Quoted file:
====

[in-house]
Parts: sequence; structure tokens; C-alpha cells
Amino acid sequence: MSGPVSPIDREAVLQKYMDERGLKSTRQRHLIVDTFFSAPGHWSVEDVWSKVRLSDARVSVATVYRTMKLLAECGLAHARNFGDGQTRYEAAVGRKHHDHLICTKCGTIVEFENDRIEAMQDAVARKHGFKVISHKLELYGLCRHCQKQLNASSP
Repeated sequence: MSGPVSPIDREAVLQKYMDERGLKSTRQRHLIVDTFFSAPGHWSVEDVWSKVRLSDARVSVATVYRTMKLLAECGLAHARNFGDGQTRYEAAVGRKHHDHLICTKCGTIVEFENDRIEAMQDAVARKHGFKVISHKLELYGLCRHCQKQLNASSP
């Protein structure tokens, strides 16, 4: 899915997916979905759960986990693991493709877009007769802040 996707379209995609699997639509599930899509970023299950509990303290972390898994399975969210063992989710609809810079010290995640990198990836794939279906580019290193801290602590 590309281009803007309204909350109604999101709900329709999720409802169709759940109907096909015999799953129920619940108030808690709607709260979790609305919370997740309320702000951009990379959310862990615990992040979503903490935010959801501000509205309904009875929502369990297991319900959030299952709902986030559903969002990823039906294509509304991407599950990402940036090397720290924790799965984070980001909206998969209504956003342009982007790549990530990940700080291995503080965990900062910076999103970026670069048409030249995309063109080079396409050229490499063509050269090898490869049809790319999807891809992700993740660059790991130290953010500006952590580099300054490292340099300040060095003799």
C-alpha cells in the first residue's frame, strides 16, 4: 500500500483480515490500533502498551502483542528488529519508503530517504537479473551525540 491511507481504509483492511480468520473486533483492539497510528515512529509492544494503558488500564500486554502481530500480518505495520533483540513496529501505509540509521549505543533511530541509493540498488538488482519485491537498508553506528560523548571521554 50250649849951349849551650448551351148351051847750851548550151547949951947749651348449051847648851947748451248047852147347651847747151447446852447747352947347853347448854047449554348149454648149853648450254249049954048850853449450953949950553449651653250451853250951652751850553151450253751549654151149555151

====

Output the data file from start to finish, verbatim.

[in-house]
Parts: sequence; structure tokens; C-alpha cells
Amino acid sequence: MSGPVSPIDREAVLQKYMDERGLKSTRQRHLIVDTFFSAPGHWSVEDVWSKVRLSDARVSVATVYRTMKLLAECGLAHARNFGDGQTRYEAAVGRKHHDHLICTKCGTIVEFENDRIEAMQDAVARKHGFKVISHKLELYGLCRHCQKQLNASSP
Repeated sequence: MSGPVSPIDREAVLQKYMDERGLKSTRQRHLIVDTFFSAPGHWSVEDVWSKVRLSDARVSVATVYRTMKLLAECGLAHARNFGDGQTRYEAAVGRKHHDHLICTKCGTIVEFENDRIEAMQDAVARKHGFKVISHKLELYGLCRHCQKQLNASSP
């Protein structure tokens, strides 16, 4: 899915997916979905759960986990693991493709877009007769802040 996707379209995609699997639509599930899509970023299950509990303290972390898994399975969210063992989710609809810079010290995640990198990836794939279906580019290193801290602590 590309281009803007309204909350109604999101709900329709999720409802169709759940109907096909015999799953129920619940108030808690709607709260979790609305919370997740309320702000951009990379959310862990615990992040979503903490935010959801501000509205309904009875929502369990297991319900959030299952709902986030559903969002990823039906294509509304991407599950990402940036090397720290924790799965984070980001909206998969209504956003342009982007790549990530990940700080291995503080965990900062910076999103970026670069048409030249995309063109080079396409050229490499063509050269090898490869049809790319999807891809992700993740660059790991130290953010500006952590580099300054490292340099300040060095003799």
C-alpha cells in the first residue's frame, strides 16, 4: 500500500483480515490500533502498551502483542528488529519508503530517504537479473551525540 491511507481504509483492511480468520473486533483492539497510528515512529509492544494503558488500564500486554502481530500480518505495520533483540513496529501505509540509521549505543533511530541509493540498488538488482519485491537498508553506528560523548571521554 50250649849951349849551650448551351148351051847750851548550151547949951947749651348449051847648851947748451248047852147347651847747151447446852447747352947347853347448854047449554348149454648149853648450254249049954048850853449450953949950553449651653250451853250951652751850553151450253751549654151149555151